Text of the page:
#ncga: Keep an eye on the Senate 25 GOP race

Moore County is headed toward its THIRD different state senator over a six year period.  Initially, Moore was contained in its own district and was represented by one of its own — the late Harris Blake (R).  Redistricting put Moore in with Randolph County and saddled it with representation from Randolph’s Jerry Tillman (R).

Well, we’ve been redistricted AGAIN.  This time we’re being inserted into a district with Richmond, Scotland and Anson Counties. The new district, 25, is currently represented by Richmond County’s Tom McInnis (R).  The powers-that-be saw this redistricting move as protection for McInnis, whose current district is competitive.

Well, Moore County politicos — upset over being basically ignored by their Randolph-based senator for six years — have decided they want to be part of the discussion on Senate representation going forward.

Michelle Lexo, the mayor of Moore County’s Whispering Pines, has thrown her hat into the ring for the district’s GOP nomination.  What WAS a protection move to benefit McInnis has now turned into an interesting family feud.  (The winner of the primary gets to take on a Moore County Democrat who is unopposed in her primary.) 

Let’s look at the tale of the numbers for the May primary.  (Remember, Republicans and unaffiliated can vote in the GOP primaries.):

McInnis already represents Anson, Richmond, and Scotland.  He’s known there.  But, when  you look at the number of registered voters eligible to participate in the primary, a GOP candidate COULD win the nomination without a single vote outside of Moore County.

So, it becomes clear of what McInnis’s mission is between now and May.  He’s  won early support in Moore from many in the “Anything-DC-or-Raleigh-wants” wing of the county’s party establishment.

But I am hearing some surprising things from some members of that wing of the party.  One Republican elected official in Moore County recounted his experience at a recently-held private legislative briefing for Moore officials and business leaders.   (State Rep. Jamie Boles (R) and McInnis were both present.)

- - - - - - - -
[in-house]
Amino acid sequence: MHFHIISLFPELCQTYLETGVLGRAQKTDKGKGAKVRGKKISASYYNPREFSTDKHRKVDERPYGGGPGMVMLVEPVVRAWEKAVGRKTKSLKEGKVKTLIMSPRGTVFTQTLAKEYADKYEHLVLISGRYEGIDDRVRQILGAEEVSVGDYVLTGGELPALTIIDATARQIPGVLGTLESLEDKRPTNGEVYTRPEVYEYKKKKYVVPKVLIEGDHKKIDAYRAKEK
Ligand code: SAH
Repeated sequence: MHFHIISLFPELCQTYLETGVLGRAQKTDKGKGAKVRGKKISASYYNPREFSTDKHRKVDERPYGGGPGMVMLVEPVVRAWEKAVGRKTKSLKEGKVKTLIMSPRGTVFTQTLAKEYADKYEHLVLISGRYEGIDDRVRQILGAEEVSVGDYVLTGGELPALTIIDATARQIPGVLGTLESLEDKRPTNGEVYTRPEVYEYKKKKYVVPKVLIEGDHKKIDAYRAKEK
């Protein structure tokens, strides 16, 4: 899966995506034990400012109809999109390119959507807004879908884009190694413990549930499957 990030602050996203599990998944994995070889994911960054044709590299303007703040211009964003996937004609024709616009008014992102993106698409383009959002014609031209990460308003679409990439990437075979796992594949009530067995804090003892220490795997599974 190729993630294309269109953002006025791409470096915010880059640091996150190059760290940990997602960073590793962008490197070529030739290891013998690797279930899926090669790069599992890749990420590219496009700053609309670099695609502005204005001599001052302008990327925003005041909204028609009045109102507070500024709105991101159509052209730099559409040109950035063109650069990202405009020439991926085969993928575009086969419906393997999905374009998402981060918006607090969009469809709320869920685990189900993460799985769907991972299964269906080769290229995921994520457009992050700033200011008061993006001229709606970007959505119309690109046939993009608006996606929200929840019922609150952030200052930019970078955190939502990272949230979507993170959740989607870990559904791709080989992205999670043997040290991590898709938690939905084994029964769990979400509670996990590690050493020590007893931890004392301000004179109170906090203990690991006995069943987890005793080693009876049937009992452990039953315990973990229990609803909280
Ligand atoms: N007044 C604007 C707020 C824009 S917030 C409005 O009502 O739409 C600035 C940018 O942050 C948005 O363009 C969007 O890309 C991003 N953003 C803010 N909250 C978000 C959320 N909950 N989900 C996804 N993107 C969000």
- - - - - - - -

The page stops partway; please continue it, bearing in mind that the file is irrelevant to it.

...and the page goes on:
Said the source: “Boles was very informative.  He answered everybody’s questions and had a lot of interesting detail.  McInnis was, to say the least, unimpressive.  He is not the man we need.”

I asked my source about McInnis’s challenger Michelle Lexo.  Said my source:

“I like her.  She’s sharp.  She reminds me a lot of Nikki Haley.  For the record, that is a good thing.”

Sources told us about a less-than-impressive response to a  recent Moore fundraiser for McInnis. 

I also heard from a leader of Moore Republican Women about a recent McInnis visit to speak to her organization:

“People wanted to give him the benefit of the doubt.  By the time his speech was done, he had fewer friends in the room than he did when he arrived.”

There was also some negative reaction to McInnis’s speech at the Moore County Republican convention.  McInnis told the Moore activists gathered at the Moore convention that they need to vote for someone who can win in Scotland and Richmond.  (Some advice:  It doesn’t usually go over well to tell one jurisdiction’s voters that other people’s votes are more important than theirs.)

Lexo,  on the other hand, is drawing positive reviews — some would say enthusiasm — from Tea Party activists AND GOPe types in Moore.  She taps into voter frustration about Raleigh’s treatment of Moore County public education.  The GOP majority in the legislature has been funneling lottery and sales tax proceeds meant for Moore County schools (located, by the way, in a very Republican county) to other jurisdictions.

There are two outside factors that could impact this Senate race.  The heated primary for the 9th congressional district GOP nomination between Mark Harris and Robert Pittenger runs through Anson, Richmond and Scotland counties.  That battle will surely enhance GOP primary turnout.

In Moore County, there is some significant discontent with state Rep. Jamie Boles — who has a primary challenge from Aberdeen town commissioner Ken Byrd — over the aforementioned school funding problem.  Boles, a member of the majority on Jones Street, touts his influence with the chamber’s leadership.  Yet, so much money meant for Moore is not making it back to the county.  Quite a few observers see Boles’s incumbency as endangered.